A flood of biblical proportions?

Of course, this sort of night or day life is not to everybody’s tastes and for those wanting to insure against divine retribution for the sinful streets of Christchurch there are other avenues.

With a new tsunami warning system being installed on the coast of Christchurch  by the City Council, Zane Ratcliffe has responded to a council letter warning of his home’s flood risk by starting work on his ark*-an all purpose, all weather amphibian building, which also acts as transport.  Alan Gibbs would approve. 

Divine insurance might be easier to get in Christchurch post quakes than the secular kind.

Logan Butler USA A Letter to Christchurch.pdf (1.91MB) This letter to the residents of Christchurch was left in Cashel Mall.  Vid    “Started filming a minute or so after the big one struck,”  Vid Courtenay Place from the album Silverfox by Al Galbraith.  CityViewAR is a mobile Augmented Reality application that allows people to see how the city was before the earthquakes,  using an Android mobile phone-and soon an i-Phone.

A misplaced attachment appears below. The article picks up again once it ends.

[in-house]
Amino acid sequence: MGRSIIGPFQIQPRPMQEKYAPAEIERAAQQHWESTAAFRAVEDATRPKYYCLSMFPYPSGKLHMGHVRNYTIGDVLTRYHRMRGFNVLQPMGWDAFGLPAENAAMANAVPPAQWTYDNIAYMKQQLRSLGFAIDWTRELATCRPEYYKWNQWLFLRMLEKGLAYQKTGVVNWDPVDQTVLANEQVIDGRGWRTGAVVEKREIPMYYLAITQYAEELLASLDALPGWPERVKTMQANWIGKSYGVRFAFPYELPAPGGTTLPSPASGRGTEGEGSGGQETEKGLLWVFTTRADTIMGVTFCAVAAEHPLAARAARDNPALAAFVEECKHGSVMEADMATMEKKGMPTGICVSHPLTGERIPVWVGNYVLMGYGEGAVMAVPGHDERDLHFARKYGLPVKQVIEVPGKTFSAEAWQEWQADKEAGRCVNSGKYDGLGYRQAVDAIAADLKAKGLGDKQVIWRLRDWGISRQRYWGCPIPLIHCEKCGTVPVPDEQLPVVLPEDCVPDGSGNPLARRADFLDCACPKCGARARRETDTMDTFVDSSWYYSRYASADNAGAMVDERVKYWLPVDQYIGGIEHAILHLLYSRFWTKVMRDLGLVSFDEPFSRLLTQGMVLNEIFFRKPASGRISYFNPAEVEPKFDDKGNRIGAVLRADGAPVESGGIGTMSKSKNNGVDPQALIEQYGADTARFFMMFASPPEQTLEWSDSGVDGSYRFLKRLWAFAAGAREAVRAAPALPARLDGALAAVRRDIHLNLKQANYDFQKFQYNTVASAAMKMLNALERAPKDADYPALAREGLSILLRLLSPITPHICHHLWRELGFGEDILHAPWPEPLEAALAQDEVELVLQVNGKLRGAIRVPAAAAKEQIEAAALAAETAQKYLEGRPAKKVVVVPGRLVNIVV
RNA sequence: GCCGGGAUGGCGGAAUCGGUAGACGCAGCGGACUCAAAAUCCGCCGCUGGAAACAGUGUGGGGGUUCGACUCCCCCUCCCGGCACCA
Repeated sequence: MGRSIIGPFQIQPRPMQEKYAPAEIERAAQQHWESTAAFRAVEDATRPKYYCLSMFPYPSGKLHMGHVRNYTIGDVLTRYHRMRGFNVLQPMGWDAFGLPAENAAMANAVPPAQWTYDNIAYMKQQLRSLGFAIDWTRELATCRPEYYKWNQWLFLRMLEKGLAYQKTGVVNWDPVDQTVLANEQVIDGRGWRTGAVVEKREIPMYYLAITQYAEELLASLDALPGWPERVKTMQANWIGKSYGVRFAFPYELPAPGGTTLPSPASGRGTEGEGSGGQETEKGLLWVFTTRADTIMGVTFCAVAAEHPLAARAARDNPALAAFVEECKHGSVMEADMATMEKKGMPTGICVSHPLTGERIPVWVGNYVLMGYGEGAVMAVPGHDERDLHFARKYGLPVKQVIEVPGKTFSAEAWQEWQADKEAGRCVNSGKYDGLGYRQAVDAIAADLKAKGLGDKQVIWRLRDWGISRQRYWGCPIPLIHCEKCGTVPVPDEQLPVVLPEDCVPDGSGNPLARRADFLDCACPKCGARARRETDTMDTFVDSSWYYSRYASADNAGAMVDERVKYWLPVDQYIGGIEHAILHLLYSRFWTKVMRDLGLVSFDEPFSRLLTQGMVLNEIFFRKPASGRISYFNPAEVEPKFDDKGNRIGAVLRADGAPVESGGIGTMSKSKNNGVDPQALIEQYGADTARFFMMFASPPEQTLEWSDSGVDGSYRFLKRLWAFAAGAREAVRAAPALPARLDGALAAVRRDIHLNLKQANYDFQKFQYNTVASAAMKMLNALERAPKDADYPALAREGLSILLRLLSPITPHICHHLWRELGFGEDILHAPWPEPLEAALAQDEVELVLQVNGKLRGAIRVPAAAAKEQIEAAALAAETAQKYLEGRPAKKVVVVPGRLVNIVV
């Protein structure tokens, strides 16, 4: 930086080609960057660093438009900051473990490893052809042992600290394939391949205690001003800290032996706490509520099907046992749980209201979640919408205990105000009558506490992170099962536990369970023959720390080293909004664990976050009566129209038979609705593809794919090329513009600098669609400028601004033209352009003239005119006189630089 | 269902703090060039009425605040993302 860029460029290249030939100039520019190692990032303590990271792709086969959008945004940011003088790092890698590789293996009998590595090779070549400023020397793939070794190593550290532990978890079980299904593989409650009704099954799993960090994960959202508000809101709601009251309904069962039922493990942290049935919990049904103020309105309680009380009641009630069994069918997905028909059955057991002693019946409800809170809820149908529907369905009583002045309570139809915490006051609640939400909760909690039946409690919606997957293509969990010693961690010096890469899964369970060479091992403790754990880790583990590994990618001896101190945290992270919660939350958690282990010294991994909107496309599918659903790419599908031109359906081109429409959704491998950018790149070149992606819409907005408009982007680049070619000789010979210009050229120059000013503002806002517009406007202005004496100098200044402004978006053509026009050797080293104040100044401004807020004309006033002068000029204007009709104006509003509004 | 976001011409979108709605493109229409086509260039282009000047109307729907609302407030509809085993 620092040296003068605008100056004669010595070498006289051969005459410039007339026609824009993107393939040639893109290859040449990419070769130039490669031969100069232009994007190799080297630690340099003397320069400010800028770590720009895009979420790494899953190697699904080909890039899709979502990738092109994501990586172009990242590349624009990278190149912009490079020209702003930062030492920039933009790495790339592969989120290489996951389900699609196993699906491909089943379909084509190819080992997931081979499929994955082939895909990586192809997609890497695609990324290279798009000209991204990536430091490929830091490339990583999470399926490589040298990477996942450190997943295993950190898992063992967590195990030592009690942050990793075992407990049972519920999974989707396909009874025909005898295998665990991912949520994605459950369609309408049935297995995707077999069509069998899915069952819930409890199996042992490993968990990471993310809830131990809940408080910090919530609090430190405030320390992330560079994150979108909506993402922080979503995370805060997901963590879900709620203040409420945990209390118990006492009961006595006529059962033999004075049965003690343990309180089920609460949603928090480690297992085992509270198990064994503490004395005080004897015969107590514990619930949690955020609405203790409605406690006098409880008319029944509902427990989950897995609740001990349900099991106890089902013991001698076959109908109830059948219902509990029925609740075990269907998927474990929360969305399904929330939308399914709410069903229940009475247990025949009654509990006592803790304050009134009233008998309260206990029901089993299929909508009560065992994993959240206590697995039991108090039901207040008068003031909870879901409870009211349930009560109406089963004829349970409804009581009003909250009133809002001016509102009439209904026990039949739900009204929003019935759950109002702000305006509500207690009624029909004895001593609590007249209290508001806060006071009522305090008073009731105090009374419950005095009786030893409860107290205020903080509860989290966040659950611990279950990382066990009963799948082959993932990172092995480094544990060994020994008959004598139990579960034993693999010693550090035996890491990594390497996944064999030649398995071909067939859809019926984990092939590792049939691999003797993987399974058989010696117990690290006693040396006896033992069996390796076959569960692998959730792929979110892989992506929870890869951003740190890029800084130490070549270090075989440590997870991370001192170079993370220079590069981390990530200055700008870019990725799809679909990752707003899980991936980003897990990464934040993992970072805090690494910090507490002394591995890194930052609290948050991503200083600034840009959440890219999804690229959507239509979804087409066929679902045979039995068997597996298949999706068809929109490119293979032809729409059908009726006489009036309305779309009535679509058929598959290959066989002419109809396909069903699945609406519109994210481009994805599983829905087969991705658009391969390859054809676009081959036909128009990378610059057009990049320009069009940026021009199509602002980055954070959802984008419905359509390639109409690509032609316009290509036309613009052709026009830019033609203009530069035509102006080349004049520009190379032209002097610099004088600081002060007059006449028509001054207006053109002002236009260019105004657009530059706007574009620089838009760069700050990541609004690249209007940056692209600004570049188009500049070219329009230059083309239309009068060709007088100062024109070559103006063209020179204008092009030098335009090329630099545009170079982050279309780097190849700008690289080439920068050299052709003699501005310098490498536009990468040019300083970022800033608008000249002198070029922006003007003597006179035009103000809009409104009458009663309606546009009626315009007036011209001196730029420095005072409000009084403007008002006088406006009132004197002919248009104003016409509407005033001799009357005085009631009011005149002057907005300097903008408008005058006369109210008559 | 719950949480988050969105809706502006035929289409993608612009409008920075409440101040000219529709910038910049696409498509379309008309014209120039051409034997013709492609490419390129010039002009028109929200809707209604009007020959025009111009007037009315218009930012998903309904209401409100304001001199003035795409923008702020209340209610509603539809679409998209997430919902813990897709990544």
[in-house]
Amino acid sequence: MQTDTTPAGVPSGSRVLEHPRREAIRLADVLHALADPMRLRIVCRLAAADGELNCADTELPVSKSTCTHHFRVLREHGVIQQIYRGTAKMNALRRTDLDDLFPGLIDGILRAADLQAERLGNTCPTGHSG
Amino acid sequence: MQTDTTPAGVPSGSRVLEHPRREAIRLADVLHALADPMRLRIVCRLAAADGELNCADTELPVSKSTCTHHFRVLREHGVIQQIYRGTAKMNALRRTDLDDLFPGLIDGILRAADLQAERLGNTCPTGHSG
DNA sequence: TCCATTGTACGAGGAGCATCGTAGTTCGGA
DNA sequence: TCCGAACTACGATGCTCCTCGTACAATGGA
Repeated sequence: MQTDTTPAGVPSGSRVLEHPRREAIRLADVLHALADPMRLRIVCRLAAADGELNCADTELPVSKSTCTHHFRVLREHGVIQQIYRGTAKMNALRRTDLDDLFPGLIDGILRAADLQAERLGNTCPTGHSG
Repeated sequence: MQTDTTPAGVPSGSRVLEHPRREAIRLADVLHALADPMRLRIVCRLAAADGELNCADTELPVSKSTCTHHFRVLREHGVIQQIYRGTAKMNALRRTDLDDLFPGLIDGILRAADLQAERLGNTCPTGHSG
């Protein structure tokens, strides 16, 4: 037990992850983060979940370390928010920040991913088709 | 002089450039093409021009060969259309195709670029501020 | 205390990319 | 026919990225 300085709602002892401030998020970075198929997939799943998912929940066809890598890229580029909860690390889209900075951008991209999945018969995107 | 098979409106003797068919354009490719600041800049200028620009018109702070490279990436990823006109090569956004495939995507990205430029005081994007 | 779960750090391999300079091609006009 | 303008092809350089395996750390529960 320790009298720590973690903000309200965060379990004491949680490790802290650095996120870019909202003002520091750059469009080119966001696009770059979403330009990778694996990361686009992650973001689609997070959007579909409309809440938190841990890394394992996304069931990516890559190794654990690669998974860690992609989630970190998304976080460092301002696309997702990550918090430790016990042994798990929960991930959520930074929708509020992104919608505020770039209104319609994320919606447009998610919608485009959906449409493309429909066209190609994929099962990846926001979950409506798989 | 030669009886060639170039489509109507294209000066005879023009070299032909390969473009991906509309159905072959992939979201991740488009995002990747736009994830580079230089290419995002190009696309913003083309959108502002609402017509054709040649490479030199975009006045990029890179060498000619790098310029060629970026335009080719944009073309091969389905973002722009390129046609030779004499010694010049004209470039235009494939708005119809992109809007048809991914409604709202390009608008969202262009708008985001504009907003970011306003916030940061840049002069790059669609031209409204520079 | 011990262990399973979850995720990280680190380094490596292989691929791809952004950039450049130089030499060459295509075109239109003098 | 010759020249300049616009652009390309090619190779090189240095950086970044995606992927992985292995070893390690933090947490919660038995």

Man builds ark after flood warning  

#Lyall Lukey 6 June 2012 My other (bit more serious) blog 


One Response to “Re:Tart the Heart?”

  1. 1 Geoff McDonnell

    The Inner City does need some Tarting of the Heart in its nightlife and I would suggest the good Ladies of the Night are just the people to provide it.
    CERA could encourage the granting of Brothel Keepers licences to any enterprising entrepreneurs wishing to put surplus containers to an unthought of but good use.
    Christchurch being the first City in the Southern Hemisphere to show just how adaptable empty containers are, can continue its initiative here and provide the location to show with great pride the underestimated versatility of containers.
    Just as the good ladies of Kings Cross led the way many years ago showing the versatility of Holden Panel Vans and today the versatility of People Movers, perhaps some of our Freight Forwarding companies could pioneer mobile brothels using shipping containers and using Manchester Street as a location to operate from.